She attributes these reports to the brain’s plasticity, especially under the influence of the neurotransmitter oxytocin. “Exposure to oxytocin increases the circulation and decreases the heart rate and blood pressure,” she says. But it’s also responsible for bonding and connection, acting on the limbic brain, which she calls “the scaffolding that we filter all of life through.” “It’s the unconscious responsible for how we deal and how we feel and how we interact with each other. And it’s the part of the brain that’s most affected by oxytocin, which is a neuromodulator, which means it shifts and changes the brain,” says Lewis.

Dr. Aimée Shunney, a naturopathic doctor in Santa Cruz specializing in hormone balancing and sexual health for women, adds that oxytocin also enhances libido, “and, perhaps most importantly, blunts the cortisol response, helping us manage our stress. Better stress management improves communications and has myriad positive effects on hormone balance, particularly in perimenopause when we need our adrenals,” says Dr. Shunney.

For Kary Lynn Morgan, 39, OMing is both thought-clearing and therapeutic. Once she overcame her apprehension (it took a few sessions) OMing brought a deep sense of freedom and self-acceptance. “I’ve cried through my OM practices before, because sometimes it just reaches this space of opening up,” she says.

But OMing isn’t only beneficial to women, claim its participants. Men who have been impotent for years are starting to be able to piece together their sexuality and be intimate again after participating in OM, says Lewis, in the same way that many women who have been anorgasmic or are healing from sexual trauma are often able to have orgasms once again.

“In your home life you have the pressure to perform,” says Gary Ingram, 65, a jewelry maker from Capitola who has been OMing for several months. “But here you don’t have to perform. You’re here with ladies who just want to feel better, and it makes us feel better doing that. You know how guys like to please ladies, but it’s not just about that, either. You get into this zone, you get so focused,” he says. Ingram began OMing after his wife passed away. It lifted him out of depression, and helps him stay focused on his art, he says.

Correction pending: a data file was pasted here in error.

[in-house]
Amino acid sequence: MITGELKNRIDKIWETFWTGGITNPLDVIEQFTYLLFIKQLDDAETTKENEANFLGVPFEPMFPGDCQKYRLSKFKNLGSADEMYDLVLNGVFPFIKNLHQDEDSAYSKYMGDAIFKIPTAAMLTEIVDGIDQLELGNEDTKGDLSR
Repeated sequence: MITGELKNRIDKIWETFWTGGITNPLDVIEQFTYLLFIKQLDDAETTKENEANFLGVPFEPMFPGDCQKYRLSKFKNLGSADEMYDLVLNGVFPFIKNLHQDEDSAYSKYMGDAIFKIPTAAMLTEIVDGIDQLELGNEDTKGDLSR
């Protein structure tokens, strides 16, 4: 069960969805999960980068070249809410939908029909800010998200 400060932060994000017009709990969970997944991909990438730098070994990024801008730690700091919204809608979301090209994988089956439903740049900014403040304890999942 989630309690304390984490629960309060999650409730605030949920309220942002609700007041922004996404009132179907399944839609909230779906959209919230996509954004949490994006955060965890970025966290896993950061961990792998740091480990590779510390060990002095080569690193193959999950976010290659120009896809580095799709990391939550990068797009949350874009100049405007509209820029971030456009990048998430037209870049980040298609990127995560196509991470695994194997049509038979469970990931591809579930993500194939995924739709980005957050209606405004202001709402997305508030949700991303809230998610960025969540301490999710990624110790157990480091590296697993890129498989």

Lewis attributes the mutual benefit to something called limbic resonance, which occurs when our emotional brains line up with one another. The best example of limbic resonance is a yoga class, says Lewis, where everyone is scattered and rushing to class in the beginning, but by the end the entire class comes together in one stable feeling.

That’s not to say that OM doesn’t have a lot to do with sex. Andrew Cortado, 27, says OMing is a sustainable way to practice sex without having to jump through all the hoops. “The way it’s set up is that it’s really simple to stroke and receive, but without it having the attachment that I need to be romantic, or I have to be this person’s partner, or that she owes me something,” he says. “It’s actually set up in a way that she can relax into it and, like, surrender to the process, and then I also can deepen my practice as well.”

“Every time you practice, it’s like the attention to detail just gets wider,” says Cortado. “So the cool thing about OMing is that it brings a lot of attention to detail to sex, how you actually behave when you have sex with another person … There’s, like, this whole other level, where there are all these different textures that you can have during sex. From stillness to heat, to, like, the open, vast beyond. Because when you’re OMing, sex is really a reflective experience, everything you have in that experience you can have in a sexual connection.”

Cortado’s comments almost sold me, but for now I’ll be sticking to yoga.


For more information on where to OM, vist onetaste.us/santacruz. PHOTO: ONETASTE

Managing Editor at Good Times Newspaper |

The managing editor at Good Times, Maria Grusauskas writes the column Wellness, and also gravitates toward stories about earth science. She won a CNPA award for environmental reporting in 2015. Her interests include photography, traveling, human consciousness, music, and gardening. Her work has also appeared in Astronomy magazine, High Times magazine, Los Gatos magazine and on shareable.net.